Devashish Fuloria is a sub-editor at ESPNcricinfo
At the start of the second day of the quarter-final in Baroda, Punjab employed four slips, a gully, and one man each at point and short leg. They had only scored 304 runs, but the attacking fields made it appear as if they were leading by 500. It was either a reflection of Punjab's belief in their seamers, or an assessment of Jammu & Kashmir's batting ability.
The ball was seaming, bouncing and flying past the bat. Adil Rishi had just top-edged a bouncer over the keeper's head after being hurried by the pace. Punjab were imposing themselves and for J&K, someone needed to stand up.
J&K's rise this season has been built around a potent pace attack, but they have also managed to get the necessary runs on the board. Parvez Rasool, who has brought the state's cricket to the limelight, has not shirked away from that responsibility.
On the last day of their last league game against Tripura, Rasool produced his best bowling figures of the season, and batted solidly to lead J&K past Goa into the knockouts. Today, he produced his best batting performance of the season.
Rasool started with a four through point, and reached his century with a couple more through the same region. In between, he expertly manoeuvred the ball at will and forced Punjab to spread the field. That helped his partners too as Rishi and Samiullah Beigh both thrived in his presence.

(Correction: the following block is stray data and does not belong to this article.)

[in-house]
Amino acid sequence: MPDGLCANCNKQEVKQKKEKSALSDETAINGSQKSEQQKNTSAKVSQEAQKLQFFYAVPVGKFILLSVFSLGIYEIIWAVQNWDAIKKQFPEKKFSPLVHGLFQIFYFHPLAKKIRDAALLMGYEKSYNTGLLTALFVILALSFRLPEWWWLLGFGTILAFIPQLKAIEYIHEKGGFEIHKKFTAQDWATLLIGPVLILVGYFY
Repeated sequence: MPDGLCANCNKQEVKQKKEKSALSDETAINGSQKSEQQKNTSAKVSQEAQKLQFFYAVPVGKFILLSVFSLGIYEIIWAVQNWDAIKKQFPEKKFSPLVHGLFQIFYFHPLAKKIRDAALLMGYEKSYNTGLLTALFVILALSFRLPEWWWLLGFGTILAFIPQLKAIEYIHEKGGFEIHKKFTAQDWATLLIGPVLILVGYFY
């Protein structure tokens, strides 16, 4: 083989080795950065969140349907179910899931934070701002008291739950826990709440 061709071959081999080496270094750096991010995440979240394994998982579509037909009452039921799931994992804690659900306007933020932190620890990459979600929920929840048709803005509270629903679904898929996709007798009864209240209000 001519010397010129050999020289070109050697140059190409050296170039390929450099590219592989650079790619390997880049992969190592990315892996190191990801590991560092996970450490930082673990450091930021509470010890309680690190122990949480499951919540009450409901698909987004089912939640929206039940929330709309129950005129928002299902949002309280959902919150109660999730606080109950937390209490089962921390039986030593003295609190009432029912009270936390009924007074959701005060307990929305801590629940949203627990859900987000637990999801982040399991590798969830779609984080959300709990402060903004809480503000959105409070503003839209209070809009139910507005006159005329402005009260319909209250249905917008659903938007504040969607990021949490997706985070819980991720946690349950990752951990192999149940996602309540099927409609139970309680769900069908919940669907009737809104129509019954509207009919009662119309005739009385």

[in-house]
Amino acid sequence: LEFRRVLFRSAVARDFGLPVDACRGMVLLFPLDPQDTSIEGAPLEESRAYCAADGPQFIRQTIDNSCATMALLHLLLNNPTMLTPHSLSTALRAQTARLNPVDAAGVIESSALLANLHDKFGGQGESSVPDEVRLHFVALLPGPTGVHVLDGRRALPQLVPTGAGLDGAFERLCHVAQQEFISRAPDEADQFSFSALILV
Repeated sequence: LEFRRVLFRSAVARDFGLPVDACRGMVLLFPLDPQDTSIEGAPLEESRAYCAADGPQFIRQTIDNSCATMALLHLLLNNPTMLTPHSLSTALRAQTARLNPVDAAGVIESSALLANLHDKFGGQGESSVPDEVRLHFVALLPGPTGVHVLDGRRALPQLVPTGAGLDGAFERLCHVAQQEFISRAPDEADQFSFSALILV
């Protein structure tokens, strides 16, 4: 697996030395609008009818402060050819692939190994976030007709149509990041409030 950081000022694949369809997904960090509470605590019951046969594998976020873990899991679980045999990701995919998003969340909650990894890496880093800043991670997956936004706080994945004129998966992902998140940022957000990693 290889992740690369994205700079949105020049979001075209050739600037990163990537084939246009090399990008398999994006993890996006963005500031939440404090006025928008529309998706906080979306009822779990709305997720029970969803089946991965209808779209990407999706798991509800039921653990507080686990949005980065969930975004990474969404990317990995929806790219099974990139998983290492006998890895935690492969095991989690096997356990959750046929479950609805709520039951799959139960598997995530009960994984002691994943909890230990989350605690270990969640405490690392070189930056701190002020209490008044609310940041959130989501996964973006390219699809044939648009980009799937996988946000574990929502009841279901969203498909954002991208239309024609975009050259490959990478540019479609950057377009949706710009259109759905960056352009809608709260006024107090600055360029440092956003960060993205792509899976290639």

"Not everyone fires in every match," Rasool said. "It's always about two or three players scoring runs. Some of us could have played a little longer, like Adil was playing well, but got out just before lunch. Then Sami bhai was also playing well, but he too got out after being set. It could have been better."
By no means were these easy batting conditions as Punjab boast a formidable seam attack. A leaner MS Gony generated pace and bounce while VRV Singh bowled quick and got the ball to seam. Sandeep Sharma produced swing - both conventional and reverse. Rasool's plan, however, was to not let them control the game. He was unruffled, and with the ball coming onto the bat, kept the scoring rate high.
"One delivery from VRV Singh which I left thinking it was very wide outside off, but it came in sharply," he said. "It must have hit a crack. This pitch is good for fast bowlers, but it's also good for the batsmen as the ball comes on to the bat evenly."
Even as the ball grew soft and the conditions eased out, Rasool had an experienced spin combo to deal with. Harbhajan Singh and Yuvraj Singh's powers as bowlers may have waned, but at domestic level, they still remain a threat. However, a couple of drives pushed the fielders out to the boundary, and the spinners were not allowed to settle into a rhythm at all as Rasool easily worked the ball into the gaps.
Unlike Harbhajan's walloping assault on the first day, Rasool's was a measured dismantling job. Harbhajan was taken for 57 in 12 overs. Rasool eventually fell soon after reaching his century- possibly the best of his five first-class tons- but his fighting knock gave J&K the will to win. The team will need that in abundance if they are to cause an upset.
"I am very happy with my innings, especially because it came at a crucial moment for us," he said. "Unfortunately, I got out a little early. I wanted to make sure that we get the lead. But I hope our bowlers will do the job. They have started well by getting rid of the openers. The match will be decided more or less tomorrow, so we want our bowlers to rest well and come out strongly."